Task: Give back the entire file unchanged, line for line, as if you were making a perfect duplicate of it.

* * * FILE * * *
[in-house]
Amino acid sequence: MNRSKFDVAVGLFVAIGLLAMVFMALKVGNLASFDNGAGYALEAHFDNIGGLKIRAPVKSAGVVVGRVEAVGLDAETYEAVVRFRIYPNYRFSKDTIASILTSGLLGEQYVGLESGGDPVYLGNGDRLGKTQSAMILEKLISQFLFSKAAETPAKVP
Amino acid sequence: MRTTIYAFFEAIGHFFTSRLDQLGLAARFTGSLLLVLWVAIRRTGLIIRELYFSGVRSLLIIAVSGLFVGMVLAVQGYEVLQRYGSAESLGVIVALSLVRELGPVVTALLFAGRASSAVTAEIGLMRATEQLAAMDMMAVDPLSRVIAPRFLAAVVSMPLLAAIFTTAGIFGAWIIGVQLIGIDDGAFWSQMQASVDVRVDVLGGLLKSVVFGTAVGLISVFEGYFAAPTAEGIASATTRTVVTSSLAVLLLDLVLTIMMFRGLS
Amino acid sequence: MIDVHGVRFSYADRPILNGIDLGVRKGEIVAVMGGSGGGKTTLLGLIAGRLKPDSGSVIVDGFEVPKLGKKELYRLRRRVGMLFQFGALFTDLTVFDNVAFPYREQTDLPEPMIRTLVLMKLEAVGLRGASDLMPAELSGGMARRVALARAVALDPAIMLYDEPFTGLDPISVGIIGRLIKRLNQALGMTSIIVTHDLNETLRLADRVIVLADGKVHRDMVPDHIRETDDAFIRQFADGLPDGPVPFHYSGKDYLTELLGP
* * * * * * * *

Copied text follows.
[in-house]
Amino acid sequence: MNRSKFDVAVGLFVAIGLLAMVFMALKVGNLASFDNGAGYALEAHFDNIGGLKIRAPVKSAGVVVGRVEAVGLDAETYEAVVRFRIYPNYRFSKDTIASILTSGLLGEQYVGLESGGDPVYLGNGDRLGKTQSAMILEKLISQFLFSKAAETPAKVP
Amino acid sequence: MRTTIYAFFEAIGHFFTSRLDQLGLAARFTGSLLLVLWVAIRRTGLIIRELYFSGVRSLLIIAVSGLFVGMVLAVQGYEVLQRYGSAESLGVIVALSLVRELGPVVTALLFAGRASSAVTAEIGLMRATEQLAAMDMMAVDPLSRVIAPRFLAAVVSMPLLAAIFTTAGIFGAWIIGVQLIGIDDGAFWSQMQASVDVRVDVLGGLLKSVVFGTAVGLISVFEGYFAAPTAEGIASATTRTVVTSSLAVLLLDLVLTIMMFRGLS
Amino acid sequence: MIDVHGVRFSYADRPILNGIDLGVRKGEIVAVMGGSGGGKTTLLGLIAGRLKPDSGSVIVDGFEVPKLGKKELYRLRRRVGMLFQFGALFTDLTVFDNVAFPYREQTDLPEPMIRTLVLMKLEAVGLRGASDLMPAELSGGMARRVALARAVALDPAIMLYDEPFTGLDPISVGIIGRLIKRLNQALGMTSIIVTHDLNETLRLADRVIVLADGKVHRDMVPDHIRETDDAFIRQFADGLPDGPVPFHYSGKDYLTELLGP